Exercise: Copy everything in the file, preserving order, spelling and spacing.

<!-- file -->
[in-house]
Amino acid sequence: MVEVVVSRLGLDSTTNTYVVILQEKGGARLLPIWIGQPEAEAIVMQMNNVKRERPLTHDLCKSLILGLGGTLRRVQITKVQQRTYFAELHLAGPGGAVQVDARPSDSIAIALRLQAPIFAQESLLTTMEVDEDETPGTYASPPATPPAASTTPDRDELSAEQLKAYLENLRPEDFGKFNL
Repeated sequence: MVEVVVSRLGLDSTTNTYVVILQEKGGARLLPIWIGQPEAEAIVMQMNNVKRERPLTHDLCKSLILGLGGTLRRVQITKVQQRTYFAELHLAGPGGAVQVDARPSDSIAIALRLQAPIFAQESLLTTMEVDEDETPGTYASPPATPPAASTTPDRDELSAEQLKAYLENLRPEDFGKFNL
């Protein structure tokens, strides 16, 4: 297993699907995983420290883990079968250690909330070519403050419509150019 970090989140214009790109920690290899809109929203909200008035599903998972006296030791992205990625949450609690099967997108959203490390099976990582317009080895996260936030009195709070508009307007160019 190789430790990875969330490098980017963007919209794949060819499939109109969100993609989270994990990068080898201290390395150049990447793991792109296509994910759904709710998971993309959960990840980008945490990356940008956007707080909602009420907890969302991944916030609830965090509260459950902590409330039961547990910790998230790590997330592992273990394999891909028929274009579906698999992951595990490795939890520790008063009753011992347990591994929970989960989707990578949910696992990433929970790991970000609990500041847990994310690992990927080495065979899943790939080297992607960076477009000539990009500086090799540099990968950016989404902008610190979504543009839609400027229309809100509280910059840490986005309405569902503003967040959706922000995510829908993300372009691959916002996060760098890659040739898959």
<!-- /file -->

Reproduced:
[in-house]
Amino acid sequence: MVEVVVSRLGLDSTTNTYVVILQEKGGARLLPIWIGQPEAEAIVMQMNNVKRERPLTHDLCKSLILGLGGTLRRVQITKVQQRTYFAELHLAGPGGAVQVDARPSDSIAIALRLQAPIFAQESLLTTMEVDEDETPGTYASPPATPPAASTTPDRDELSAEQLKAYLENLRPEDFGKFNL
Repeated sequence: MVEVVVSRLGLDSTTNTYVVILQEKGGARLLPIWIGQPEAEAIVMQMNNVKRERPLTHDLCKSLILGLGGTLRRVQITKVQQRTYFAELHLAGPGGAVQVDARPSDSIAIALRLQAPIFAQESLLTTMEVDEDETPGTYASPPATPPAASTTPDRDELSAEQLKAYLENLRPEDFGKFNL
């Protein structure tokens, strides 16, 4: 297993699907995983420290883990079968250690909330070519403050419509150019 970090989140214009790109920690290899809109929203909200008035599903998972006296030791992205990625949450609690099967997108959203490390099976990582317009080895996260936030009195709070508009307007160019 190789430790990875969330490098980017963007919209794949060819499939109109969100993609989270994990990068080898201290390395150049990447793991792109296509994910759904709710998971993309959960990840980008945490990356940008956007707080909602009420907890969302991944916030609830965090509260459950902590409330039961547990910790998230790590997330592992273990394999891909028929274009579906698999992951595990490795939890520790008063009753011992347990591994929970989960989707990578949910696992990433929970790991970000609990500041847990994310690992990927080495065979899943790939080297992607960076477009000539990009500086090799540099990968950016989404902008610190979504543009839609400027229309809100509280910059840490986005309405569902503003967040959706922000995510829908993300372009691959916002996060760098890659040739898959």